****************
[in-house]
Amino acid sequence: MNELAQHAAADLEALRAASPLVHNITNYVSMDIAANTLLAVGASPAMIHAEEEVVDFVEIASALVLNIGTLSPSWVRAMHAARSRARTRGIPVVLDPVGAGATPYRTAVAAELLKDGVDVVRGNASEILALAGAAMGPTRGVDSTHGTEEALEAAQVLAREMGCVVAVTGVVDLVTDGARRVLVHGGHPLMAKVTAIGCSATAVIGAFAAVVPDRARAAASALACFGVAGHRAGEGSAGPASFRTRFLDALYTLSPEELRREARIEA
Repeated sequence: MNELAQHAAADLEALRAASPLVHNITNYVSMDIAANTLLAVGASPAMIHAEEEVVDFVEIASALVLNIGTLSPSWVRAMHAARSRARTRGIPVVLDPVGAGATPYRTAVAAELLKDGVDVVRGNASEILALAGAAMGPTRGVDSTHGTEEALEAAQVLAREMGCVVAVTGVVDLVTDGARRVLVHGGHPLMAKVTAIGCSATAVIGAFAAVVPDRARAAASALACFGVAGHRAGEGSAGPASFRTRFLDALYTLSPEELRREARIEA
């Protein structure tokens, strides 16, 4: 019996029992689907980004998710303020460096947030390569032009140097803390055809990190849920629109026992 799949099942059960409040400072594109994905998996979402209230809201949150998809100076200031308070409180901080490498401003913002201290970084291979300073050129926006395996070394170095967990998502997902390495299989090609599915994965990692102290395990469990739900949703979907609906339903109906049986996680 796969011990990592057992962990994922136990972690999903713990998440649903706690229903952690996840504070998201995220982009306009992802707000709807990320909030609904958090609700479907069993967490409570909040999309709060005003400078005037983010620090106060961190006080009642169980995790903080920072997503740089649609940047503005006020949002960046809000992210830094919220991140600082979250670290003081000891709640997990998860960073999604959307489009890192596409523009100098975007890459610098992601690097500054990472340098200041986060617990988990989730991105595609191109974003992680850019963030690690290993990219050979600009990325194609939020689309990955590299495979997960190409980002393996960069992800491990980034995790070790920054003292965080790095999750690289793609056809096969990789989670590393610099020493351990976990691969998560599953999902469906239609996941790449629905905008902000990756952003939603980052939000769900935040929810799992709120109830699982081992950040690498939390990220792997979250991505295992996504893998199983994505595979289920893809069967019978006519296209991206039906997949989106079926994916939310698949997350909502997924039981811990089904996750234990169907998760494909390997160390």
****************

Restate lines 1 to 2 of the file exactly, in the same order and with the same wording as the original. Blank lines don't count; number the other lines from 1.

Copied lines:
[in-house]
Amino acid sequence: MNELAQHAAADLEALRAASPLVHNITNYVSMDIAANTLLAVGASPAMIHAEEEVVDFVEIASALVLNIGTLSPSWVRAMHAARSRARTRGIPVVLDPVGAGATPYRTAVAAELLKDGVDVVRGNASEILALAGAAMGPTRGVDSTHGTEEALEAAQVLAREMGCVVAVTGVVDLVTDGARRVLVHGGHPLMAKVTAIGCSATAVIGAFAAVVPDRARAAASALACFGVAGHRAGEGSAGPASFRTRFLDALYTLSPEELRREARIEA